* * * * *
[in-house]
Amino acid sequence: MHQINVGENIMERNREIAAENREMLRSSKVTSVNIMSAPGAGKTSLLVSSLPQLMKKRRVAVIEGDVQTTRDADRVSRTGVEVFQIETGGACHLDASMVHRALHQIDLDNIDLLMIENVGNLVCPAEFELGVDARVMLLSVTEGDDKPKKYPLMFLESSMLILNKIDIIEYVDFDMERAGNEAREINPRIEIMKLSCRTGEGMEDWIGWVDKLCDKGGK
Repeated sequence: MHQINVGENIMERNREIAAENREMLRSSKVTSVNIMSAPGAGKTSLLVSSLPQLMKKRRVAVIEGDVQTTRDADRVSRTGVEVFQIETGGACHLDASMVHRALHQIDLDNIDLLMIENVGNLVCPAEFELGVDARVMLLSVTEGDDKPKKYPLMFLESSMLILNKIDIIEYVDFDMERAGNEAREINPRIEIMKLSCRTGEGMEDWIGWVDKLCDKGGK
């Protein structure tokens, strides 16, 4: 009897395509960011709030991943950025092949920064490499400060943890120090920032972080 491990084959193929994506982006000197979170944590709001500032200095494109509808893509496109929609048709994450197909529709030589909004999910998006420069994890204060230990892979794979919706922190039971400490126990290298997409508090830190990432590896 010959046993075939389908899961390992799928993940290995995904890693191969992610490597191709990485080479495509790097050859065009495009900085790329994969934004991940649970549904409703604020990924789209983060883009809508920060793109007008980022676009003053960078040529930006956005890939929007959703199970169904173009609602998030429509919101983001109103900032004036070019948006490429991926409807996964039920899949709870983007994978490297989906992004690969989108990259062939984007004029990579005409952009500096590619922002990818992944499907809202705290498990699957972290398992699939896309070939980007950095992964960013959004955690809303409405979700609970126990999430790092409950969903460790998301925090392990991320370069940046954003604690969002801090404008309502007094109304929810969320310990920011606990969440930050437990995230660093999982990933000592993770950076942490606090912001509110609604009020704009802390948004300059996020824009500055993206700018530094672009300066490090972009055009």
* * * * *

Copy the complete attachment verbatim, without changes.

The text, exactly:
[in-house]
Amino acid sequence: MHQINVGENIMERNREIAAENREMLRSSKVTSVNIMSAPGAGKTSLLVSSLPQLMKKRRVAVIEGDVQTTRDADRVSRTGVEVFQIETGGACHLDASMVHRALHQIDLDNIDLLMIENVGNLVCPAEFELGVDARVMLLSVTEGDDKPKKYPLMFLESSMLILNKIDIIEYVDFDMERAGNEAREINPRIEIMKLSCRTGEGMEDWIGWVDKLCDKGGK
Repeated sequence: MHQINVGENIMERNREIAAENREMLRSSKVTSVNIMSAPGAGKTSLLVSSLPQLMKKRRVAVIEGDVQTTRDADRVSRTGVEVFQIETGGACHLDASMVHRALHQIDLDNIDLLMIENVGNLVCPAEFELGVDARVMLLSVTEGDDKPKKYPLMFLESSMLILNKIDIIEYVDFDMERAGNEAREINPRIEIMKLSCRTGEGMEDWIGWVDKLCDKGGK
């Protein structure tokens, strides 16, 4: 009897395509960011709030991943950025092949920064490499400060943890120090920032972080 491990084959193929994506982006000197979170944590709001500032200095494109509808893509496109929609048709994450197909529709030589909004999910998006420069994890204060230990892979794979919706922190039971400490126990290298997409508090830190990432590896 010959046993075939389908899961390992799928993940290995995904890693191969992610490597191709990485080479495509790097050859065009495009900085790329994969934004991940649970549904409703604020990924789209983060883009809508920060793109007008980022676009003053960078040529930006956005890939929007959703199970169904173009609602998030429509919101983001109103900032004036070019948006490429991926409807996964039920899949709870983007994978490297989906992004690969989108990259062939984007004029990579005409952009500096590619922002990818992944499907809202705290498990699957972290398992699939896309070939980007950095992964960013959004955690809303409405979700609970126990999430790092409950969903460790998301925090392990991320370069940046954003604690969002801090404008309502007094109304929810969320310990920011606990969440930050437990995230660093999982990933000592993770950076942490606090912001509110609604009020704009802390948004300059996020824009500055993206700018530094672009300066490090972009055009």